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Invitrogen, Genetic Applications Settle Patent Infringement Dispute

NEW YORK (GenomeWeb News) – Invitrogen and Genetic Applications have settled a lawsuit that Genetic Applications filed last year alleging Invitrogen’s infringement of a patent covering gene-transfer technology.
According to court documents, the US District Court for the Eastern District of Texas dismissed the case on Dec. 10 in response to a request from Genetic Applications. Terms of the settlement were not disclosed. 
Genetic Applications filed suit against Invitrogen in October 2006 alleging that the company infringed US Patent No. RE39220, a reissue of US Patent No. 5,670,347. The patent covers the use of a synthetic polypeptide to transfer DNA into eukaryotic cell lines and primary cells.
Genetic Applications claimed that Invitrogen infringed the reissued patent through the sale of its Plus Reagent, which is used to introduce DNA into the nucleus of living cells.
Genetic Applications initially sued Life Technologies for infringing the ‘347 patent in June 1999, but that case was dismissed because Life Technologies filed a request to have the patent reviewed and reissued.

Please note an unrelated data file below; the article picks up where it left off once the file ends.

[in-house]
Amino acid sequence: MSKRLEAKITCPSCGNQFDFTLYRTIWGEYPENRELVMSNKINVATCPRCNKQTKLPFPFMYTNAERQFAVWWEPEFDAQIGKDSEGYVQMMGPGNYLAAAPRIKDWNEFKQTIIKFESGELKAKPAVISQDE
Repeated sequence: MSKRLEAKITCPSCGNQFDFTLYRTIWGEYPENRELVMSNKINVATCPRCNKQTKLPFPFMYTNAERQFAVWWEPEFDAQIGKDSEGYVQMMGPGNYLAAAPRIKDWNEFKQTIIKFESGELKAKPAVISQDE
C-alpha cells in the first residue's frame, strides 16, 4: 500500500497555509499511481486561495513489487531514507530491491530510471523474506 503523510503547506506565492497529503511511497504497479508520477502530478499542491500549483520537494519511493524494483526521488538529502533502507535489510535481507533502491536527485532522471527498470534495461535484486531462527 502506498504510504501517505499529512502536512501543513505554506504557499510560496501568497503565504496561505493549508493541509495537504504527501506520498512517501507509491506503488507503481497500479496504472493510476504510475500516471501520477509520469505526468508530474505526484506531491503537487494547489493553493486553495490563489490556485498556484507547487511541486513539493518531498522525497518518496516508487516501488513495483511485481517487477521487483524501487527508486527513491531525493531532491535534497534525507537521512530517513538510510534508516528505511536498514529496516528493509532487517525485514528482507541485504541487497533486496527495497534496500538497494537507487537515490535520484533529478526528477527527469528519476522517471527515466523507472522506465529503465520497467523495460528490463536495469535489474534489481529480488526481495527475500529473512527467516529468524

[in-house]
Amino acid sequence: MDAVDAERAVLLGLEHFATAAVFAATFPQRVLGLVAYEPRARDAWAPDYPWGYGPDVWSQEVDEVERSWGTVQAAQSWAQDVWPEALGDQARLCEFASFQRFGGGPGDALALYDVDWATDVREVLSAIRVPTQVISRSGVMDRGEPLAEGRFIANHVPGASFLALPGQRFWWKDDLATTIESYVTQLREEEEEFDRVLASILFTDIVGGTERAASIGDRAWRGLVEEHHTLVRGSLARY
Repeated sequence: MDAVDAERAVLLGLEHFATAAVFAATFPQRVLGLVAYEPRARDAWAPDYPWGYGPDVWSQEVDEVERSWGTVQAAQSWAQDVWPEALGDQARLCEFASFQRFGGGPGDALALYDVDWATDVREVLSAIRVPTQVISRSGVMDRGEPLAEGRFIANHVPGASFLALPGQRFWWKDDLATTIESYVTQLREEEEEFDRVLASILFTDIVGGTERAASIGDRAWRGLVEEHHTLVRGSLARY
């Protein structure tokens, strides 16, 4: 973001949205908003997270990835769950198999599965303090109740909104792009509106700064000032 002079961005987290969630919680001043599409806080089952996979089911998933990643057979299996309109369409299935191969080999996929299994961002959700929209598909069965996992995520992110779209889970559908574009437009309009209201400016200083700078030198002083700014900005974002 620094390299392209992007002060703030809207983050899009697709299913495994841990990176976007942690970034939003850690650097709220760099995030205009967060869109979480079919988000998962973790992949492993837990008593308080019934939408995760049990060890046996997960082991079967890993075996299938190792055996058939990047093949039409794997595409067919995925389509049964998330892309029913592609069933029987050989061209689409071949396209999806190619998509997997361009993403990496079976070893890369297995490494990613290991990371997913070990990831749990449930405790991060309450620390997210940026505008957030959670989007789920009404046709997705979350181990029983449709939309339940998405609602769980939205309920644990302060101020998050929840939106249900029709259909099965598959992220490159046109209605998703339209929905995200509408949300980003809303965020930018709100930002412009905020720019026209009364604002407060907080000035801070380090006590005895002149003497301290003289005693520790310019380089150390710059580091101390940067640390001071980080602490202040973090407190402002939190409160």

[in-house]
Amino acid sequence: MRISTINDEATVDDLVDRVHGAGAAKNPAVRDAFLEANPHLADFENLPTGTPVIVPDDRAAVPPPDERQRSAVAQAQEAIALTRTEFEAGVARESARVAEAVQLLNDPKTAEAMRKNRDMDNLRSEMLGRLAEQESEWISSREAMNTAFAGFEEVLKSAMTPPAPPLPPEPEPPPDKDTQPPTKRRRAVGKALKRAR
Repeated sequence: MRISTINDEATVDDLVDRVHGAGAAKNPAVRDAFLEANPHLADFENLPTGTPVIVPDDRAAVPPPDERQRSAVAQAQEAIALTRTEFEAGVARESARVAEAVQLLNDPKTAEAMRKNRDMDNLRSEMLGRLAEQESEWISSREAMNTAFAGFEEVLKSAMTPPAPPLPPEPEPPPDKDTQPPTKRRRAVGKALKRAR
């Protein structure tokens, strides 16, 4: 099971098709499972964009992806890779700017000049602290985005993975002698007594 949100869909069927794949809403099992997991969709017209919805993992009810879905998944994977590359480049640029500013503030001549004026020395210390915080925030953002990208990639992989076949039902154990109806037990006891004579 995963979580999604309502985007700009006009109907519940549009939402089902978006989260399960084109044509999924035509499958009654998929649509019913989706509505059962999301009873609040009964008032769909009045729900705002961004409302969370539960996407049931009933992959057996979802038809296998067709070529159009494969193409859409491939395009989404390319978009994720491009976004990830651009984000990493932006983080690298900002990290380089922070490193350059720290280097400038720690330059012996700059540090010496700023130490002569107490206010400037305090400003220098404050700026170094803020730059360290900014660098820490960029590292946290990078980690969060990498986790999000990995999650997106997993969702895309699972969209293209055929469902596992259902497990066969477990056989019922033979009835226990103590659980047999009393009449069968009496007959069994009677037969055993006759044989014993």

On Aug. 1, 2006, the US Patent and Trademark Office reissued the patent as No. RE39220 and Genetic Applications filed suit against Invitrogen, which acquired Life Technologies in 2000.
As GenomeWeb Daily News sister publication BioCommerce Week reported in October, Invitrogen had asked the Texas court to bar Genetic Applications from recovering damages because it failed to timely assert its rights under the R‘220 patent.
In an October filing with the court, Invitrogen said that the seven-year delay in filing the case was “unreasonable and inexcusable,” and accused Genetic Applications of “laches,” or undue delay in asserting a claim in order to increase damages.
“A plaintiff may not ‘intentionally lie in wait watching damages escalate’ … which is precisely what Genetic Applications has done in this case,” Invitrogen said at the time.

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